In 2014, GLSEN Albuquerque organized a one-day gathering of folks interested in working to make local schools more supportive of LGBTQ youth. To put together the event, we collaborated with PFLAG Albuquerque, and we had a small but enthusiastic turnout.
But we realized that the missing piece was a strong contingent of youth, the people we were ultimately fighting for. We needed to create more energy and make sure youth voices were at the table throughout the entire process. In the summer of 2015, we approached the New Mexico GSA Network about combining their All Colors Youth Summit with our more educator-focused conference. Everyone was excited about making something really great happen.
As we started our planning meetings, the voices of LGBTQ students, including particularly marginalized students such as students of color and transgender and gender non-confirming students, were central to the process. We timed our meetings to make them most accessible to the young people in GSAs who wanted to participate. They were part of every meeting, conversation and decision. They helped create the conference name: T+Q Thrive Education Conference, and a gender non-conforming student designed the logo for the conference.
Their integral role in the planning process made such a big difference at the conference itself. We featured four mini-keynotes: three of which were led by young people, two by people of color, one by a transgender person, and one by a person who is gender non-conforming. Many of the workshops were led by trans and gender non-conforming youth, covering topics like school push-out, poetry and self-care, how to have a kick-ass GSA, and what it means to be two-spirit, led by students from the Institute of American Indian Arts.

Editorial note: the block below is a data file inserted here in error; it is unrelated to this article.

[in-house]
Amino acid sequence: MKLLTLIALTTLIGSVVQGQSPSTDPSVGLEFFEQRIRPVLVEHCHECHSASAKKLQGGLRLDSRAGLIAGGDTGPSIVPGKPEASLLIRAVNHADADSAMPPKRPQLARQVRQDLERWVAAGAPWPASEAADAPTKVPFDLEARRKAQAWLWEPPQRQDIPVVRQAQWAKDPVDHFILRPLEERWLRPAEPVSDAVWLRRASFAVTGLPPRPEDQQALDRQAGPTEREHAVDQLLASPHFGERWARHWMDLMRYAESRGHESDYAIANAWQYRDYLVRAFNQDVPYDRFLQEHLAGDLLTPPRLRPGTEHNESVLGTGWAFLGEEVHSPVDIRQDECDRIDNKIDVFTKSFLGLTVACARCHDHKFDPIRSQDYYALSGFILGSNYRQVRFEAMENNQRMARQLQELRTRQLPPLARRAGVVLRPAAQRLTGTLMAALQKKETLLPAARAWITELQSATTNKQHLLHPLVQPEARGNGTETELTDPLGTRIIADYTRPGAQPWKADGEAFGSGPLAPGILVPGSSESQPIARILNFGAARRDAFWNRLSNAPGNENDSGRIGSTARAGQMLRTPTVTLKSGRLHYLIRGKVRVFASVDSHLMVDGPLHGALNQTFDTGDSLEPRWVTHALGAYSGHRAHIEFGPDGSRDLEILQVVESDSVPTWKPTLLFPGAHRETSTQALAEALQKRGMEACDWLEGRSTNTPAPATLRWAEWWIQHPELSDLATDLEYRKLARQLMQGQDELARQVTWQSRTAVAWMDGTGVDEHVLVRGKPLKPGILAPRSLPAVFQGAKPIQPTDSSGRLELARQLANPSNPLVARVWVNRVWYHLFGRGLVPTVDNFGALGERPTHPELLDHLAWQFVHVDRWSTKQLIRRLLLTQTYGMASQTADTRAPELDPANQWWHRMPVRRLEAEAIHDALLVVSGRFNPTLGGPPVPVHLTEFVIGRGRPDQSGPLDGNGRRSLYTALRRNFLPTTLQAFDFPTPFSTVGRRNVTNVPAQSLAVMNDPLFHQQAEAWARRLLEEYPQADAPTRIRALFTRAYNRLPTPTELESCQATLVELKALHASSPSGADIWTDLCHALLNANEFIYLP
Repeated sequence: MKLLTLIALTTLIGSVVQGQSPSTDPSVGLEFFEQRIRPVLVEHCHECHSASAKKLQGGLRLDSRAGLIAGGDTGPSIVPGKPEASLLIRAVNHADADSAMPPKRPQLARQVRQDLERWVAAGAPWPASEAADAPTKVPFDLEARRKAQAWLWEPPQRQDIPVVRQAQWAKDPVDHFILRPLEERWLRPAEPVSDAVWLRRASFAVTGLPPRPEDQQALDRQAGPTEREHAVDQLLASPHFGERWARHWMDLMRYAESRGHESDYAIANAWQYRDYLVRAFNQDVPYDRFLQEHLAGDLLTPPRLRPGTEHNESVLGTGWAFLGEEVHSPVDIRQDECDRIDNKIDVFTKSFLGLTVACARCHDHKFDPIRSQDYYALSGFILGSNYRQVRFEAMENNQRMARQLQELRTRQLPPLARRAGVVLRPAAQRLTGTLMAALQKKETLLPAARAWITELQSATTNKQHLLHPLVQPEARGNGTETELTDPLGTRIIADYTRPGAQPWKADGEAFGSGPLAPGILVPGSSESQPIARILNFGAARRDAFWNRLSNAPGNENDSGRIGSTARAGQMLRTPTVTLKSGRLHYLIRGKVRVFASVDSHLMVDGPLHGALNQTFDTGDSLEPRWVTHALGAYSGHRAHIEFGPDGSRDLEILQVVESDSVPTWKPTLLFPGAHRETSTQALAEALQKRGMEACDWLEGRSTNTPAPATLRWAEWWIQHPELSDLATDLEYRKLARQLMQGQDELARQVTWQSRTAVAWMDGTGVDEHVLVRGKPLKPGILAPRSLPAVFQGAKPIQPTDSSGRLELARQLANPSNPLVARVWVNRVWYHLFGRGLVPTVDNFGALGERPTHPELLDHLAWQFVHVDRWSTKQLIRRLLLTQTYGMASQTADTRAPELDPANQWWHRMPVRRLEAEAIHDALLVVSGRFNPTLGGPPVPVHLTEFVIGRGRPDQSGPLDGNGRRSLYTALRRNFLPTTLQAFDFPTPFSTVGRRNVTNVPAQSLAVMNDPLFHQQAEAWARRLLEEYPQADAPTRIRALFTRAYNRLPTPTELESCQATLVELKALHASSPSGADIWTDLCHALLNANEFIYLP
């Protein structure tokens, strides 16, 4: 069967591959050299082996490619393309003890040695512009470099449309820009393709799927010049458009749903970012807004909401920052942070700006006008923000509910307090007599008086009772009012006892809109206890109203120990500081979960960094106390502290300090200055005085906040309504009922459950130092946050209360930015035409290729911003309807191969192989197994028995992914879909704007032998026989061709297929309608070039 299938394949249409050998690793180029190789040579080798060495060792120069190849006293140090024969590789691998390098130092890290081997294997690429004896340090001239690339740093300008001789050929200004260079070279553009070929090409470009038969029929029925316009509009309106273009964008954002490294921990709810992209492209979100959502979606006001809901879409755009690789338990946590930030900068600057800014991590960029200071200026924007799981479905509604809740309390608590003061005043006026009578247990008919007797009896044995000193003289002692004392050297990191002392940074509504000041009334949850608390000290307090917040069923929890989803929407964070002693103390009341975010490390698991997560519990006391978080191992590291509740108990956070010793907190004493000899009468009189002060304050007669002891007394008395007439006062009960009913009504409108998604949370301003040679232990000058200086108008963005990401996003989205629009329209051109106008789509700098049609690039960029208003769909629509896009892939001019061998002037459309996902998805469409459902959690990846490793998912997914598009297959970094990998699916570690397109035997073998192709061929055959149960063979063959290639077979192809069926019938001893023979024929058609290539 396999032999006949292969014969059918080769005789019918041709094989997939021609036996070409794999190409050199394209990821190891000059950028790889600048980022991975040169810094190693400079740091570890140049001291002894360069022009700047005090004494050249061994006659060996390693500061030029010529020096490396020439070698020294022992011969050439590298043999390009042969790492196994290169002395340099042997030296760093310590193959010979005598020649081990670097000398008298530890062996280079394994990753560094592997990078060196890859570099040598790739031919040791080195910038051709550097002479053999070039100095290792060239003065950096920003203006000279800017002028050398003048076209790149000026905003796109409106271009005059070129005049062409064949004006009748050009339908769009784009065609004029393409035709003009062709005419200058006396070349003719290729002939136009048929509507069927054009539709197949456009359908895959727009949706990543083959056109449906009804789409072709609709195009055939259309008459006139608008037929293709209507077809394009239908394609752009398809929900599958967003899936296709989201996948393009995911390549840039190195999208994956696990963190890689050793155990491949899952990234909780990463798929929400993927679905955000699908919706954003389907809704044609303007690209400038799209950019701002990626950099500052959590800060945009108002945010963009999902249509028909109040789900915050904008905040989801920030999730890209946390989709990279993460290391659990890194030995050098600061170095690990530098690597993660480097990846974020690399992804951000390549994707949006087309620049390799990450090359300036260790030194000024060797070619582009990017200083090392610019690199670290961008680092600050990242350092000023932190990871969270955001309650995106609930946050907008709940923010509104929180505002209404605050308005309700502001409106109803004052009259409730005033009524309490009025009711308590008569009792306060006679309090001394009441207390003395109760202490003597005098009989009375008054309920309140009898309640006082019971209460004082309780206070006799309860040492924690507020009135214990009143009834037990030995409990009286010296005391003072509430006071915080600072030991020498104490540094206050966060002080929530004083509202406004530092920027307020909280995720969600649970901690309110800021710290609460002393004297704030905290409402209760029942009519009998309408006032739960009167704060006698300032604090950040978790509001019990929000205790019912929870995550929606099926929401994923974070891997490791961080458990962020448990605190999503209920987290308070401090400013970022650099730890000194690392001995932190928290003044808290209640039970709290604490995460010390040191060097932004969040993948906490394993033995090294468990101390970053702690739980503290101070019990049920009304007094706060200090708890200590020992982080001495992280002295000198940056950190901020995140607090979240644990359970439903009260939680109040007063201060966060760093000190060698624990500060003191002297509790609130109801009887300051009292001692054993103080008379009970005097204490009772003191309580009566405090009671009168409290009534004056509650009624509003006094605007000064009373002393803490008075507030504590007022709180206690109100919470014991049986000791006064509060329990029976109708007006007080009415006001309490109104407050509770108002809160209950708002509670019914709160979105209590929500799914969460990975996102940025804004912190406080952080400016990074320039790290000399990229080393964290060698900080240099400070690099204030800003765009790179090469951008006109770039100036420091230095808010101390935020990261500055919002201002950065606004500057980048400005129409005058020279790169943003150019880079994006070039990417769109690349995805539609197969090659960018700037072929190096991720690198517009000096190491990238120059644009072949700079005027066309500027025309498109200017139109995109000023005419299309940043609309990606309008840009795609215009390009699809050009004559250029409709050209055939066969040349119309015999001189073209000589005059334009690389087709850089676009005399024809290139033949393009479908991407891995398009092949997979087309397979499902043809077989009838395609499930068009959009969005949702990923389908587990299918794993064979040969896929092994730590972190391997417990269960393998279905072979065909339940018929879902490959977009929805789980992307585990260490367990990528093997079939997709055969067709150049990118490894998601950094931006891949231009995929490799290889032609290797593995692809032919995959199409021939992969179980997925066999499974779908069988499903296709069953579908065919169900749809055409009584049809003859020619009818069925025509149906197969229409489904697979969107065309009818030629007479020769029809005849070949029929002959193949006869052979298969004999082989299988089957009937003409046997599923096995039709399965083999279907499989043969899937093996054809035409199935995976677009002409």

The conference was an unqualified success. The sense of community and shared purpose for the over 100 attendees exceeded our expectations. Our experience has provided us with a great road map moving forward in our work as we continue to fight for inclusive schools.
Now more than ever, it is important to listen to the voices of the most vulnerable, as our progress at the federal level is at risk. We must continue to listen to and involve those among our local communities whose needs have yet to be met.
As we move forward in our next conference here in Albuquerque, which is bound to be bigger and perhaps more meaningful than ever, we move forward with a renewed commitment to listening to the voices that often go unheard, and ensuring that all students feel safe and welcome at school. I urge you to join me by finding or starting a GLSEN Chapter near you.
Havens Levitt is Co-chair of GLSEN Albuquerque.